President Obama and his entourage are pulling into Scranton, PA for a speech on Friday. In many ways Scranton is the east coast equivalent of Detroit; a former industrial powerhouse reduced to the economic wilderness. The city’s unemployment rate was 9 percent in April 2013. Scranton almost ran out of cash last summer and the mayor reduced everyone to minimum wage to meet payroll.
President Obama’s speech on the economy on Wednesday will be closely watched. My own view is that the president has been consumed with military and surveillance efforts and has lost sight of his role as the nation’s economic leader. His efforts to recharge the economy thus far seem like a re-branding effort. But we need bigger ideas. I hope he has some, a clear schedule and lots of initiative. Charging up the world’s largest economy is no easy task. Reuters’ Mark Felsenthal and Roberta Rampton tell the story:
President Obama deserves a few mornings to sleep in, and then it is time to get back to work. Upcoming federal tax and deficit reform have been grabbing headlines, but there are other D.C. policy reforms that could have a major effect on states and cities. These need to be on the president and Congress’ 2013 checklist.
In a press conference last Friday, President Obama said that reasonable progress had been made in restoring the private-sector jobs that were lost since the financial crisis but that progress in restoring lost jobs in state and local government had been slower. As this observation is conventional wisdom at this point, it’s surprising that it got any media attention. The more interesting question to ask is why the hiring at the state and local levels has not bounced back as quickly as private-sector hiring.
Is the Ricketts family of Chicago bipolar? The patriarch, billionaire and Chicago Cubs owner Joe Ricketts, blasted onto the national stage yesterday, when the New York Times reported that his super PAC considered running an ad campaign entitled “The Defeat of Barack Hussein Obama: The Ricketts Plan to End His Spending for Good.” His super PAC, the Ending Spending Action Fund, also lobbies against excessive federal spending and special-interest earmarks.
It seems like foreign governments and corporations are craving U.S. public assets like toll roads, electrical grids and railways. In the case of our largest creditor, the Chinese government, they don’t want any more U.S. Treasuries, but they do want to own the hard assets that comprise our nation’s infrastructure.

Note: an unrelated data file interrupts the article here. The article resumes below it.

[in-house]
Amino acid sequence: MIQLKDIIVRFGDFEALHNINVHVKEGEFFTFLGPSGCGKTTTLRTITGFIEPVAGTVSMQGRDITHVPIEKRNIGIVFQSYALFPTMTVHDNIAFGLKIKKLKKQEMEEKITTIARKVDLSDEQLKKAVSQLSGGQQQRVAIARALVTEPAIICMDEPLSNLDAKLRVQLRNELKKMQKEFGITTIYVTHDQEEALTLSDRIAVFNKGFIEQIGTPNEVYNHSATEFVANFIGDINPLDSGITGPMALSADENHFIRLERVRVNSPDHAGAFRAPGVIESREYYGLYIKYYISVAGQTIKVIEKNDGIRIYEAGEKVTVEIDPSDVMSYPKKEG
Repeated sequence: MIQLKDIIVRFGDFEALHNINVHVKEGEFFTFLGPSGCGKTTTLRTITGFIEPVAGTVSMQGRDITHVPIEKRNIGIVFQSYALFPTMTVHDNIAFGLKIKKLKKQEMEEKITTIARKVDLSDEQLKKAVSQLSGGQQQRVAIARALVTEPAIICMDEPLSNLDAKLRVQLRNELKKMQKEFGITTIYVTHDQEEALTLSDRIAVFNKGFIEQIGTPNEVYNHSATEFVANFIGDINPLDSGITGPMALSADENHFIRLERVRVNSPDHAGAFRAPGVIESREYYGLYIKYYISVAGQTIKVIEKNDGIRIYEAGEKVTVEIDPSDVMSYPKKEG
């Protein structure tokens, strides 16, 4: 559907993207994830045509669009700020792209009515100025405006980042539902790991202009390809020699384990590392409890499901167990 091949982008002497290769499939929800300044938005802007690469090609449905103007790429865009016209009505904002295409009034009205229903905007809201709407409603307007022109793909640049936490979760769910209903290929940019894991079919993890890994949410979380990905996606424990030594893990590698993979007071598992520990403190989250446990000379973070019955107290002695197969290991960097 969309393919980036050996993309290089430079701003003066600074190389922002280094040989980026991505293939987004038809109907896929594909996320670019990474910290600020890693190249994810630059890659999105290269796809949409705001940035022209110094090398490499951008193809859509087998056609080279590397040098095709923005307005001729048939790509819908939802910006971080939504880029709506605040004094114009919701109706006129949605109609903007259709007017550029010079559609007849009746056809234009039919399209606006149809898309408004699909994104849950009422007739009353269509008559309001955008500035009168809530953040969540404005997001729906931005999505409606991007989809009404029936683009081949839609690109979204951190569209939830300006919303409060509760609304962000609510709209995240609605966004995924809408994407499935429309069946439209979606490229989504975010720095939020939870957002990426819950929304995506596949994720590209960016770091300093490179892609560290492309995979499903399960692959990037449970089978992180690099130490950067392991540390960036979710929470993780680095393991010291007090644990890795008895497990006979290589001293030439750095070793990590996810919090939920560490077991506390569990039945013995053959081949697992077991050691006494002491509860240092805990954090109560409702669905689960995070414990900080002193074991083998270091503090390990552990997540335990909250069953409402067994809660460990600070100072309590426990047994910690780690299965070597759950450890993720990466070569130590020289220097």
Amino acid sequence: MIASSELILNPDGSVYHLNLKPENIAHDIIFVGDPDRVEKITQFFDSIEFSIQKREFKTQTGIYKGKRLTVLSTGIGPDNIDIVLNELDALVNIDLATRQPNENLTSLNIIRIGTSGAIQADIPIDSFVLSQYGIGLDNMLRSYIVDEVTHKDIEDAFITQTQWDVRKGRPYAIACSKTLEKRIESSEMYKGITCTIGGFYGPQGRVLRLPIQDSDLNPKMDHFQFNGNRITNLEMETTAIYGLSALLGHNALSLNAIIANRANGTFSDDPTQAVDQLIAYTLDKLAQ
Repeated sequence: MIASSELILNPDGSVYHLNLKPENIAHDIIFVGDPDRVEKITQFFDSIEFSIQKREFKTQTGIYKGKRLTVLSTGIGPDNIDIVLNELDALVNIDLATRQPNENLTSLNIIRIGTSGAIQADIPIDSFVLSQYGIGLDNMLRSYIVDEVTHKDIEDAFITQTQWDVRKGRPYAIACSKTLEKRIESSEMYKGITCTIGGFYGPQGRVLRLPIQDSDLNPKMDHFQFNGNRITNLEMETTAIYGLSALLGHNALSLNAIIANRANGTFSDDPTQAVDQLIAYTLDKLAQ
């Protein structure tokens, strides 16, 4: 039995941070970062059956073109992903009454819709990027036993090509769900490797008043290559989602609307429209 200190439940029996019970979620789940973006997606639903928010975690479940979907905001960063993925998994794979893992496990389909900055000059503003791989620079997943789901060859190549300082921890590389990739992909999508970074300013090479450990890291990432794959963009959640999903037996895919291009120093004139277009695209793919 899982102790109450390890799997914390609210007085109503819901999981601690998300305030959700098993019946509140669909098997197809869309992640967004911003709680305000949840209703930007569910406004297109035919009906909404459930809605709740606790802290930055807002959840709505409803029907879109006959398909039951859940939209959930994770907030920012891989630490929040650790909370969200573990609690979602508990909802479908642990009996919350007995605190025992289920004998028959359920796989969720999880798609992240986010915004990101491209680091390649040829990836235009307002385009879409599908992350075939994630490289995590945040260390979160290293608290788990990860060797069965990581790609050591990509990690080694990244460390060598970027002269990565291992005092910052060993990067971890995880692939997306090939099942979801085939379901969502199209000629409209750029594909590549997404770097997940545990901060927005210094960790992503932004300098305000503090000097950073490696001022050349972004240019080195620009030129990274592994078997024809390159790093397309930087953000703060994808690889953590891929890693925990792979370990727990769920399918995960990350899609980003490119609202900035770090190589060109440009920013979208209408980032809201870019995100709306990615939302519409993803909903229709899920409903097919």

Now that the Senate failed to pass President Obama’s jobs legislation last night, various pieces of his plan and other pet projects are likely to be introduced separately. It’s unclear whether an extension of the payroll tax reduction or additional unemployment benefits — two key planks of the President’s plan — will get floor time. But corporate interests are getting plenty of attention from members of the Senate. In particular, an army of corporate lobbyists has been vigorously promoting a tax holiday for U.S. multinationals.
CNN’s Erin Burnett recently made a visit to lower Manhatten to assess the Occupy Wall Street protest. Based on accounts of her visit Ms. Burnett seemed a little dismayed that those protesting didn’t understand the financial crisis very well. Rawstory.com reported:
Our nation is overdue for an overweight leader. President William Howard Taft, seen at left, was a heavy man who had accomplished a lot when he completed his term in 1913. His successes laid the groundwork for exceptional economic growth for the century. Wikipedia says:
Low issuance, low defaults and low rates
For issuers, conditions are just about perfect in muniland now. Many have defered or withdrawn planned bond offerings, leading to greatly reduced supply for the year. Bloomberg estimates that 3rd quarter total issuance will be about $67 billion. This follows the $117 billion in muni securities issued in the first half of the year (data from SIFMA, Excel file link).